USF finished second in the tiebreaker.
If schools were judged solely on high performance, Wilcox says, USF would have finished in the top three on its own, eliminating the need for a tiebreaker.
“The disappointment for me was that here you have a university that scored well on the excellence scale (USF) and another university (FSU) who scored well on excellence, but also with a pretty significant point total on at least one of the metrics in improvement,” Wilcox said. “And the excellence school, the school who scored exclusively on the excellent scale (USF), lost out on the tiebreaker. That’s what’s disappointing.”
Despite the disappointment of losing out, Wilcox stressed that USF is not making excuses for itself. Instead, he says, it is ensuring that in the future there’s no need for a tiebreaker to determine whether the school earns a bonus from the state.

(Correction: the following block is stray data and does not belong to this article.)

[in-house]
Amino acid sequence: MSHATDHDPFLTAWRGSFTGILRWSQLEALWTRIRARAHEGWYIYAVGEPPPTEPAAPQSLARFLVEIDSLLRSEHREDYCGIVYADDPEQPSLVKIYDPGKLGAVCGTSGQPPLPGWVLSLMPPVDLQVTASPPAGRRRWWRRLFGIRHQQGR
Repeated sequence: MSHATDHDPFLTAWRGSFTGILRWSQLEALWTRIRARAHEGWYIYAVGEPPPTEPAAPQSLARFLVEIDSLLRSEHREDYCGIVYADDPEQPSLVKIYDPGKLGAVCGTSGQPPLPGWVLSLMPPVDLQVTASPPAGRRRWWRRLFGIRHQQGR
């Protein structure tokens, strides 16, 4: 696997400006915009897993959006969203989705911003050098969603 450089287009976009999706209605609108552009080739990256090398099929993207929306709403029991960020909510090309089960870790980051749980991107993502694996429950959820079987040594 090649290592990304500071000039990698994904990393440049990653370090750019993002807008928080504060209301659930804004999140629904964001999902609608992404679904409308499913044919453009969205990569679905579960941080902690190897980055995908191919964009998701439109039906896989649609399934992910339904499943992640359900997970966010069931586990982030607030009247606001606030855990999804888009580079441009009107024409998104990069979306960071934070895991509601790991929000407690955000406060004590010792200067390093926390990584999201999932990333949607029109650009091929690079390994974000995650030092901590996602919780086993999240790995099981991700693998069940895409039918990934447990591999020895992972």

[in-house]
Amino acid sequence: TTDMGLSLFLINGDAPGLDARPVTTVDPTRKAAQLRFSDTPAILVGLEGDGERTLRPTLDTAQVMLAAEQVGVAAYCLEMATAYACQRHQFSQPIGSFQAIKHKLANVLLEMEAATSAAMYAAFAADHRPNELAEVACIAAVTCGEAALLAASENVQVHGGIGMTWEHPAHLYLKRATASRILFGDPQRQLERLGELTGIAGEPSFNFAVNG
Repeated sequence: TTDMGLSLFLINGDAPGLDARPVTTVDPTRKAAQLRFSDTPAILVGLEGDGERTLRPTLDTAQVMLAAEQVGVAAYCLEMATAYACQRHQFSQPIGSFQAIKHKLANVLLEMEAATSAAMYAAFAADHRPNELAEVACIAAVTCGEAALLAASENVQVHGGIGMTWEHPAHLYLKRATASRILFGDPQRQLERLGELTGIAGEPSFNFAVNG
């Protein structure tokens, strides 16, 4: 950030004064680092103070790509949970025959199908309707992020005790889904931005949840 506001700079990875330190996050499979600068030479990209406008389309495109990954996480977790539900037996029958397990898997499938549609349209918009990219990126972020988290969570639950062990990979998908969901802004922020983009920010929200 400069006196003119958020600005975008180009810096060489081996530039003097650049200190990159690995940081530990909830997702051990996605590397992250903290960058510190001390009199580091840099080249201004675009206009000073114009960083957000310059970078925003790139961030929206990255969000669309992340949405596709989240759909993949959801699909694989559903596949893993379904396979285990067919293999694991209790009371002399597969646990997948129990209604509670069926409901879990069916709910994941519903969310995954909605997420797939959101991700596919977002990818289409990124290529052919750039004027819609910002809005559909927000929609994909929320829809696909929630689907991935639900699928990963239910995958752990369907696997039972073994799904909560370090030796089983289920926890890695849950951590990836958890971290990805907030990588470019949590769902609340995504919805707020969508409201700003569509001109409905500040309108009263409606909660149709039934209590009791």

The goal for USF this academic year: Earn 89 or 90 points on the metric scale, Wilcox said.
“I think it motivated everyone even more,” Wilcox said. “To ensure we don’t get caught in a tiebreaker in the future. Certainly, we’re not going to be satisfied with anything less than ending up in the top three.”
Still, Wilcox stressed how unpredictable the final standings can be due to how the BOG judge schools based not only on performance, but also off of improvement.
“We’ve seen here and we’ve seen in the past, rather unexpectedly, universities can pop out of nowhere and score well on improvement even though they don’t come anywhere close to the University of South Florida’s performance and be the beneficiary of significant state investments at the expense of USF,” Wilcox said.
“The challenge for us is to keep driving forward and to continue to press upward. Quite clearly, it’s motivated us to roll our sleeves up, to work harder and focus even more on how to improve our performance on these metrics.”